Remaining in the art world, here’s a pretty interesting article on a difficult web page about a blind artist, “Blind artist overcomes challenges.” I am fairly certain that this is the first article I’ve ever read in the Pocono Record, a publication I had never thought I would ever read. Isn’t the Internet swell?
Here’s an item from Japan (in English) about a new plastic sheet technology for displaying Braille. I don’t know anymore about this than what is on this web page including how recent this innovation may be but I thought it was apropos to the discussion about haptics going on here lately.
Special thanks to Professor William Mann, Eric Hicks and, most especially, Lisa Yayla, the owner and unofficial research librarian of the Adaptive Graphics mailing list hosted on freelists.org for sending me these pointers.
Back to APIs
Yesterday, Will Pearson posted two very well considered comments. As I had guessed, he had some very valuable things to add to my deaf-blind posting and his ideas on accessibility APIs are also well founded.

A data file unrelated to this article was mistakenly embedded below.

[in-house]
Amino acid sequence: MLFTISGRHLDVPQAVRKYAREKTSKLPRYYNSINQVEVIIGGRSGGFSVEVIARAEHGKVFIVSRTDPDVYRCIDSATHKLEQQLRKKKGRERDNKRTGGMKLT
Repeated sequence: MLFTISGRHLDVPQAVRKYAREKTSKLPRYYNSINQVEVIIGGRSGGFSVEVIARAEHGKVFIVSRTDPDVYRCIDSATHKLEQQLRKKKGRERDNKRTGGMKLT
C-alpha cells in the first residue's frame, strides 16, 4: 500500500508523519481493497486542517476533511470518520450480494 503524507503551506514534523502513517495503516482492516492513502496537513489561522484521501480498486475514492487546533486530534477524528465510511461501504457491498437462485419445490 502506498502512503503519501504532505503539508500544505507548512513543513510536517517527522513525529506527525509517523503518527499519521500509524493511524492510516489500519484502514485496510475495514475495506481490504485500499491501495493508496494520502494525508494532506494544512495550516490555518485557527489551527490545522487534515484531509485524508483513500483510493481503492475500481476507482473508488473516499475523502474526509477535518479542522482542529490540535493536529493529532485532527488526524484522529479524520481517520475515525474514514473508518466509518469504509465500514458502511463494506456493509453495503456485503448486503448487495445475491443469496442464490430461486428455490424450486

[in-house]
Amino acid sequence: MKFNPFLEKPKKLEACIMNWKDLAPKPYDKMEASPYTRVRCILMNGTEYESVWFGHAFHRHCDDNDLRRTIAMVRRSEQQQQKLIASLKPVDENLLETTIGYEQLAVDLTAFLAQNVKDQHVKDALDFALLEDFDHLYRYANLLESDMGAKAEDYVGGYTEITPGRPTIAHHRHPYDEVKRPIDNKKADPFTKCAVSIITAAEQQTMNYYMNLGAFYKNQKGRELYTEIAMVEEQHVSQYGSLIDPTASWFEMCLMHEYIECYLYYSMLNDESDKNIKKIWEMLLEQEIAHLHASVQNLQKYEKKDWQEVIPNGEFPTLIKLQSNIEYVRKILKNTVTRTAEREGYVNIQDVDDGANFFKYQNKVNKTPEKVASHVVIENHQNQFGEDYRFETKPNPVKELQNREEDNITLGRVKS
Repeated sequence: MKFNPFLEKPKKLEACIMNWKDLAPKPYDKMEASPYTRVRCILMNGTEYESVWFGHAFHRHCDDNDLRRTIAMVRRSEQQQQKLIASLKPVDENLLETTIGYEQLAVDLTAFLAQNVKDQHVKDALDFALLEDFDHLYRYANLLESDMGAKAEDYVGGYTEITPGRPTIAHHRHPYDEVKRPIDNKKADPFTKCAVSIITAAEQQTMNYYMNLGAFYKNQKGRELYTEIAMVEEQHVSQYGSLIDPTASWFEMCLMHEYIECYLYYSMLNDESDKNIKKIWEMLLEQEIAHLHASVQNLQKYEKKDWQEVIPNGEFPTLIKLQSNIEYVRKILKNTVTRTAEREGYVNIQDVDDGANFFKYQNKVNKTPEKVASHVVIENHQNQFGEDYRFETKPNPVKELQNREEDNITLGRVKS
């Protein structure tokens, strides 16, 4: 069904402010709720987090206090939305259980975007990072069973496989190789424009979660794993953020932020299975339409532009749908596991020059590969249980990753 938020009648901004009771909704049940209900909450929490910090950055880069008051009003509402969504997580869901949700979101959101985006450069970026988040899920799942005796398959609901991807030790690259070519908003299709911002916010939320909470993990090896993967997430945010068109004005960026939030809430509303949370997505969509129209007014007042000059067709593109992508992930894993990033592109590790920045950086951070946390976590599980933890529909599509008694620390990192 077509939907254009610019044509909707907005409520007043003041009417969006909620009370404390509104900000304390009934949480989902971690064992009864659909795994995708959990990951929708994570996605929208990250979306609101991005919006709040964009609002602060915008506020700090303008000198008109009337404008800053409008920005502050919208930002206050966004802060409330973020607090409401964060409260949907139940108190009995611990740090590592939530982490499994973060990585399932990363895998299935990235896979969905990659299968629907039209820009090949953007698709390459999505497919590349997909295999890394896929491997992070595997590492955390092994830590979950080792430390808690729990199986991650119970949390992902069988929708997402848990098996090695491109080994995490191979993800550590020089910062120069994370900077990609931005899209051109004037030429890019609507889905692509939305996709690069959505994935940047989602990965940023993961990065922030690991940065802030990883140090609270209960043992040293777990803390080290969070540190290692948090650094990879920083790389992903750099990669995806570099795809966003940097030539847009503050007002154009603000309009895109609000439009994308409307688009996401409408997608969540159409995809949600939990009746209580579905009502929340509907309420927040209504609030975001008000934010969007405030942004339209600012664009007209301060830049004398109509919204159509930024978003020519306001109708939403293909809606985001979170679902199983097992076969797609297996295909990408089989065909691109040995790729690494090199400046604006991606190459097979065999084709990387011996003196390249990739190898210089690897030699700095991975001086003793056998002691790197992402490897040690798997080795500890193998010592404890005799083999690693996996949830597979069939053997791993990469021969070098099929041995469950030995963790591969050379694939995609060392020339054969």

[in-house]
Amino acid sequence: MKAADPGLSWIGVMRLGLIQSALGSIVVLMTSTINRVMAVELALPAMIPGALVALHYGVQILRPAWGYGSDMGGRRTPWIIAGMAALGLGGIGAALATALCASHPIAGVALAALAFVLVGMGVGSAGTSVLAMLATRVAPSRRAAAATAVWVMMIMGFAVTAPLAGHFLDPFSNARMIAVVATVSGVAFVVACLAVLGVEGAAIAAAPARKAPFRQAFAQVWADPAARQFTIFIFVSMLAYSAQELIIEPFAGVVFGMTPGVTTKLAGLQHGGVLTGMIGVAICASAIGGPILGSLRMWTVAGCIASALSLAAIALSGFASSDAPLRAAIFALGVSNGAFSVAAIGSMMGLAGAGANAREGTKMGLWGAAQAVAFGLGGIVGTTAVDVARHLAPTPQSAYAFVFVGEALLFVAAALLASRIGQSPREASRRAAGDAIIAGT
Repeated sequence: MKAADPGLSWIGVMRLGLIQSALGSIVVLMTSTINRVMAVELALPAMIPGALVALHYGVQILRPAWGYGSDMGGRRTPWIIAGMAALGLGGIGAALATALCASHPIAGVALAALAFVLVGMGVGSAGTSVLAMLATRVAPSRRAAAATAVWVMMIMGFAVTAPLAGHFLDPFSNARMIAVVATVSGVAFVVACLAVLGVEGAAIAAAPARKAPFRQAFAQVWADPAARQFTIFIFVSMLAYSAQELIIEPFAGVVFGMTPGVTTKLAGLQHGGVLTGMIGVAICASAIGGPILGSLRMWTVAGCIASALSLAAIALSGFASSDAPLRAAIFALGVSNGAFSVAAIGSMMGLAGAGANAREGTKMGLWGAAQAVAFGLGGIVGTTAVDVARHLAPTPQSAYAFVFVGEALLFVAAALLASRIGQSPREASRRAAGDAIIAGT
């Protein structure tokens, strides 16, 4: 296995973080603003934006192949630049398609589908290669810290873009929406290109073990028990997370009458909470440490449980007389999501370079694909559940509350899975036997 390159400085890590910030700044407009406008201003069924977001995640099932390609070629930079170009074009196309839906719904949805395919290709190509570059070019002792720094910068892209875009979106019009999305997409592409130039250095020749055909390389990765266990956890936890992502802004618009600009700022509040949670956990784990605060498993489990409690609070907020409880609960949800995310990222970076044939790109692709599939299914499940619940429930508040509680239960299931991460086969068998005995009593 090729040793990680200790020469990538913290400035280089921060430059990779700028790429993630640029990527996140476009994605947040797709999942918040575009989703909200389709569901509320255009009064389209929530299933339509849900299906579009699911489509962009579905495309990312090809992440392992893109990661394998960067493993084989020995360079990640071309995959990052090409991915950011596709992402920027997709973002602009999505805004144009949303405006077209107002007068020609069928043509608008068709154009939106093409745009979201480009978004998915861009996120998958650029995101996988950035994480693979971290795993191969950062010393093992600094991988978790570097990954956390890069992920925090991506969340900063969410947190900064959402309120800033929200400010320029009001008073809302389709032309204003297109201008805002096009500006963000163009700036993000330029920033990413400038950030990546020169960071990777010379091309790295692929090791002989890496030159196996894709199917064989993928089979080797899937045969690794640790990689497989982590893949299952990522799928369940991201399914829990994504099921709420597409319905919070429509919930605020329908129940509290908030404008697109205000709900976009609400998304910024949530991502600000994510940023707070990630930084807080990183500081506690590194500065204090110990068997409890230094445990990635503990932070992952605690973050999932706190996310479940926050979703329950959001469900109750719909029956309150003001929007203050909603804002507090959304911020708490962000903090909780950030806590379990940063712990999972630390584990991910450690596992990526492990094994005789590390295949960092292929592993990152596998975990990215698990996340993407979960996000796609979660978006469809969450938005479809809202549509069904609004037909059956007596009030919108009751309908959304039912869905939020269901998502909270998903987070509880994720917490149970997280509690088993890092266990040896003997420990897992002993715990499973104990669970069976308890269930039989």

I agree that for generic information building accessibility into the user interface library would solve many, even most accessibility problems. While Microsoft did not build MSAA into MFC (the popular C++ library) they, instead, chose to put at a lower level, in the common control layer. This decision demonstrated some very good outcomes but only in applications that used standard controls. Putting MSAA a level up in MFC would have solved the problem for some custom controls used in MFC applications but would have done absolutely nothing for Win32 applications or programs written using a different set of foundation classes for their UI that employed standard controls. So, Microsoft solved some of the problems by providing support for all applications that used standard controls, written using MFC or not but relied upon the application developers to add MSAA to controls that diverged from the standard.